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Lululemon CEO Resigns Over Misconduct

By Ceylan Pumphrey, Esq. on February 06, 2018 | Last updated on March 21, 2019

Usually when people are fired, it's because of their work performance. Maybe they took lunches that were too long or kept showing up late to work or simply couldn't perform the job up to the company's standards. But sometimes, it's also possibly to fire an employee for off duty conduct.

It appears that this may have happened in the case of Lululemon's CEO, Laurent Potdevin, who resigned over misconduct. It's not clear exactly what Potdevin did, but according to reports, Lululemon expects "all employees to exemplify the 'highest level of integrity and respect for one another,' and Potdevin failed to meet these standards." But, what's the best way to fire an employee to avoid a wrongful termination lawsuit down the line?

Firing Employees the Right Way

First it's important to note that Potdevin resigned, although it appears that it was a forced resignation. But, even if he had been fired, breaking a company's code of ethics is generally a valid reason to fire someone. It's also generally acceptable to fire an employee who commits a crime, especially if the crime involves the employer.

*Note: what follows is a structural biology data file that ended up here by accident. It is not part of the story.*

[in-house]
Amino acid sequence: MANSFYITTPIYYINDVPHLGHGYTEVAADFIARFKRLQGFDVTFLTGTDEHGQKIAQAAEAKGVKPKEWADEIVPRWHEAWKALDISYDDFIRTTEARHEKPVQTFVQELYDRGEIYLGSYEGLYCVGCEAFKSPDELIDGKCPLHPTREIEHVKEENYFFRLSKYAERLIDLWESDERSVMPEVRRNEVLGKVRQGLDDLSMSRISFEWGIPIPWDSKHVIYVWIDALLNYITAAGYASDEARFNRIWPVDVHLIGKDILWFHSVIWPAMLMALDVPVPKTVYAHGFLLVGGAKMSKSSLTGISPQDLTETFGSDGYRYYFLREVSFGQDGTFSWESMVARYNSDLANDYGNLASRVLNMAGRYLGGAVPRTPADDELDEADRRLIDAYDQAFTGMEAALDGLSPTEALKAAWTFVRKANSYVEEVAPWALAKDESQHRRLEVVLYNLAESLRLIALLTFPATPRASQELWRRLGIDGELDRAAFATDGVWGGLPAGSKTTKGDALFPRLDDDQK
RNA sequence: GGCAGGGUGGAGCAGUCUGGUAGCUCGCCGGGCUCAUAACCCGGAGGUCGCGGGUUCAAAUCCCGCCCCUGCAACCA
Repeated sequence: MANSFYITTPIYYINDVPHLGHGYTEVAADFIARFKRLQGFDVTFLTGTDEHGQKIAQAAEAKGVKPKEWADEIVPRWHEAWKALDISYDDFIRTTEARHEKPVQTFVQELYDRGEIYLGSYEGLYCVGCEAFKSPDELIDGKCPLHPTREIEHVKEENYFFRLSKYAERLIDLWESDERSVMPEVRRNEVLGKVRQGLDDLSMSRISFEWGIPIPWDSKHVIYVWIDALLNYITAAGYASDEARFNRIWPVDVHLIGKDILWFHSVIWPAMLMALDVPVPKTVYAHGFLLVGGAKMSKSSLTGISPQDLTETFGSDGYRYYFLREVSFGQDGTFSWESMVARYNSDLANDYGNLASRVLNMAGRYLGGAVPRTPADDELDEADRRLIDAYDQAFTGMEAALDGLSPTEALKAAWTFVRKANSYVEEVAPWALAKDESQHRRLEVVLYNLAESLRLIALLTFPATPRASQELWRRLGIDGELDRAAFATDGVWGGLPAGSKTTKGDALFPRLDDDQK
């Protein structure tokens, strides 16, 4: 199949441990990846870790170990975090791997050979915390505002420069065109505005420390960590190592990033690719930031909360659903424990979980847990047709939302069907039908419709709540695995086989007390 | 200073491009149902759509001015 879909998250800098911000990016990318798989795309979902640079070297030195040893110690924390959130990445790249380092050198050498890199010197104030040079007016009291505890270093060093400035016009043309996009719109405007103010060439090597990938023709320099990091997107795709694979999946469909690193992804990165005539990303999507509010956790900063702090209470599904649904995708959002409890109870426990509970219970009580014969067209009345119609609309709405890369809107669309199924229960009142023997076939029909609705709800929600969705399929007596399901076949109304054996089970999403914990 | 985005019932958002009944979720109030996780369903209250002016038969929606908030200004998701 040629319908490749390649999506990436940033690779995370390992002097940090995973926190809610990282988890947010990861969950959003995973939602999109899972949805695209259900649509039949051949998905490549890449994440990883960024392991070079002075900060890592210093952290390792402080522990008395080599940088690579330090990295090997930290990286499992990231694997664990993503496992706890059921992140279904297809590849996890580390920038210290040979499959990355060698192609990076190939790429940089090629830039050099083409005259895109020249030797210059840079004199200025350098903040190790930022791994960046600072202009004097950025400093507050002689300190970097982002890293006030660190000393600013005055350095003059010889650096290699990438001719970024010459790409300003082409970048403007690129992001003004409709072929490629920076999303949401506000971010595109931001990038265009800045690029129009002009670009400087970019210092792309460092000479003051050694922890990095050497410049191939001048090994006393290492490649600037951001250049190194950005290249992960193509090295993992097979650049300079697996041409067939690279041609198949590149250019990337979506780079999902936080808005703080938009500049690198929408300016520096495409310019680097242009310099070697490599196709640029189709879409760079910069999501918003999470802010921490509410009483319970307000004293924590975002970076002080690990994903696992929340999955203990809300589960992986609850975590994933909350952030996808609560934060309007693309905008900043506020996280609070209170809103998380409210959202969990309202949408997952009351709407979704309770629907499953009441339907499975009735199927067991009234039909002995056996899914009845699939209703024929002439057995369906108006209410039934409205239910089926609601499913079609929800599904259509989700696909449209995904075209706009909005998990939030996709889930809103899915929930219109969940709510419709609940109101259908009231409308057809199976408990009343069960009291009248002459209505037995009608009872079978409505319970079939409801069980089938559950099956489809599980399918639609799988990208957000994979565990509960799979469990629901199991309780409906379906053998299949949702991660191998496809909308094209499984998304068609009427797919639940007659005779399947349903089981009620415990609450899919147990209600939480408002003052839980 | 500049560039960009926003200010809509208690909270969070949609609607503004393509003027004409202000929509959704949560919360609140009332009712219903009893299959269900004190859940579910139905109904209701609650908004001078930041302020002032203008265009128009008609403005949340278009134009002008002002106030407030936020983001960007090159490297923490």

The most important part of firing an employee is to ensure that there's documentation of the reasons for termination. Even though Lululemon hasn't publicly explained the specific reasons for forcing the CEO to resign, it's safe to assume that the company has documentation of the actual misconduct. Even when an employee works "at will" -- meaning an employer can fire the employee can fire him or her for any reason -- documenting the reasons for terminating his or her employment can help a company in the event that it needs to defend itself in a wrongful termination lawsuit. After all, while the company's reasons for terminating an employee may not be illegal, the employee may claim that the reasons were illegal.

In the case of Lululemon's CEO, a wrongful termination suit is highly unlikely because as per a separation agreement, he'll be receiving $3.35 million upfront and $1.65 million over the next 18 months, which probably softened the blow of losing his job so suddenly.

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